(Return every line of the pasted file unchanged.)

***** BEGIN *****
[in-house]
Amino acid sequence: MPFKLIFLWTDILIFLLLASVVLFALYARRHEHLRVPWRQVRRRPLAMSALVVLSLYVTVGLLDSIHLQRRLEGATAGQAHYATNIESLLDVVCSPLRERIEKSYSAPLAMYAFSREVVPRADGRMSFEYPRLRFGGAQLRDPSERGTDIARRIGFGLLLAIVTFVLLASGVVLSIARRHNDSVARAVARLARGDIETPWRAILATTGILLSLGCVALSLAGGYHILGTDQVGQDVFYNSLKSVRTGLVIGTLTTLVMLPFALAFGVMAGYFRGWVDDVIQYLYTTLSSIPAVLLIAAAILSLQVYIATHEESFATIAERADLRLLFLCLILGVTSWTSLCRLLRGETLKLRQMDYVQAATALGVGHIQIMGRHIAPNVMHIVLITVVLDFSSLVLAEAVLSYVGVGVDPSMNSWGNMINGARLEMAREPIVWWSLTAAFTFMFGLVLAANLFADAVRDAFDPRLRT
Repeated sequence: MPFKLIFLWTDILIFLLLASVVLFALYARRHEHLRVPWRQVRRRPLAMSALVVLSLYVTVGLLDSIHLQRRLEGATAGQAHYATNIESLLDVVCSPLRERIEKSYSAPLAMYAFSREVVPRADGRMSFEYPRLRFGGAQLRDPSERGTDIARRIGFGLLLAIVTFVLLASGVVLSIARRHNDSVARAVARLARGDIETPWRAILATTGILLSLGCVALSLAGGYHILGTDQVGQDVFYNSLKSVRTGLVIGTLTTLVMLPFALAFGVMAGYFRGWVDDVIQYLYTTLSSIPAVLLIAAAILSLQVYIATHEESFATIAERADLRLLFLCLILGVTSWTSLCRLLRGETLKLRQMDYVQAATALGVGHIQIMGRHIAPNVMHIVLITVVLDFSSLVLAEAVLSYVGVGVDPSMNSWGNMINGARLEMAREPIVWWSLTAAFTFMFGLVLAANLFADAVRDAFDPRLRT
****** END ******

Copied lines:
[in-house]
Amino acid sequence: MPFKLIFLWTDILIFLLLASVVLFALYARRHEHLRVPWRQVRRRPLAMSALVVLSLYVTVGLLDSIHLQRRLEGATAGQAHYATNIESLLDVVCSPLRERIEKSYSAPLAMYAFSREVVPRADGRMSFEYPRLRFGGAQLRDPSERGTDIARRIGFGLLLAIVTFVLLASGVVLSIARRHNDSVARAVARLARGDIETPWRAILATTGILLSLGCVALSLAGGYHILGTDQVGQDVFYNSLKSVRTGLVIGTLTTLVMLPFALAFGVMAGYFRGWVDDVIQYLYTTLSSIPAVLLIAAAILSLQVYIATHEESFATIAERADLRLLFLCLILGVTSWTSLCRLLRGETLKLRQMDYVQAATALGVGHIQIMGRHIAPNVMHIVLITVVLDFSSLVLAEAVLSYVGVGVDPSMNSWGNMINGARLEMAREPIVWWSLTAAFTFMFGLVLAANLFADAVRDAFDPRLRT
Repeated sequence: MPFKLIFLWTDILIFLLLASVVLFALYARRHEHLRVPWRQVRRRPLAMSALVVLSLYVTVGLLDSIHLQRRLEGATAGQAHYATNIESLLDVVCSPLRERIEKSYSAPLAMYAFSREVVPRADGRMSFEYPRLRFGGAQLRDPSERGTDIARRIGFGLLLAIVTFVLLASGVVLSIARRHNDSVARAVARLARGDIETPWRAILATTGILLSLGCVALSLAGGYHILGTDQVGQDVFYNSLKSVRTGLVIGTLTTLVMLPFALAFGVMAGYFRGWVDDVIQYLYTTLSSIPAVLLIAAAILSLQVYIATHEESFATIAERADLRLLFLCLILGVTSWTSLCRLLRGETLKLRQMDYVQAATALGVGHIQIMGRHIAPNVMHIVLITVVLDFSSLVLAEAVLSYVGVGVDPSMNSWGNMINGARLEMAREPIVWWSLTAAFTFMFGLVLAANLFADAVRDAFDPRLRT